A year ago I was discussing career opportunities and thinking about forward planning for retirement (at 90). I was hoping that the third year into our new building would bring stronger commitment from the team in the development of a better and enhanced mathematical education and learning experience for our students. In particular for our invisible students, and also those who are challenged and anxious about maths, not forgetting those who have somehow been ‘lost’ during their earlier school experiences of maths.
A year later and I have left, after a very traumatic and stressful period of illness which left me literally on the brink, and which caused my family endless weeks and months of worry and pain. There are a host of reasons how and why, and I look back at the numerous occasions when I sought support only to be denied. We were suppose to work in a blame free culture. There are so many sadnesses and dreadful incidents which I could dwell on, but it would not change the outcome – I think that was inevitable. I never thought I would leave my students, ‘my’ school, the position of responsibility, and my role assisting in student learning. The grief and feelings of such huge loss are akin to a close bereavement – a huge part of me has died.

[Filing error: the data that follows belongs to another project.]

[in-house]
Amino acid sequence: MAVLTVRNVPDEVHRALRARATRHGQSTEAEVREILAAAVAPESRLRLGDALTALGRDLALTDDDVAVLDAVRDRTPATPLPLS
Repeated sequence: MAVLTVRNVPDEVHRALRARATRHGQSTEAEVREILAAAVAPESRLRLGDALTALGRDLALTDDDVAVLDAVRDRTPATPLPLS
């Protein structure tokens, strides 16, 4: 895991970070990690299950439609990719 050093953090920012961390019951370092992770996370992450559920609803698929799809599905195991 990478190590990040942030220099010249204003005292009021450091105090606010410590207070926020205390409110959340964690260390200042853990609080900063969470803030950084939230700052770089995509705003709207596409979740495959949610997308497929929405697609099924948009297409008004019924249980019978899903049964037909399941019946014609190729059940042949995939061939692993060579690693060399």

So I will tell you that I had some truly wonderful experiences with inspiring and exceptional students. Each one of them has blessed me with their gifts of patience, humility, resourcefulness, humour, forgiveness…. and I could list a thousand more ways in which each student fed my passion for learning and made me a better human being. I salute those young people and hope they all succeed and prosper, enjoy love and respect, and have long and healthy lives.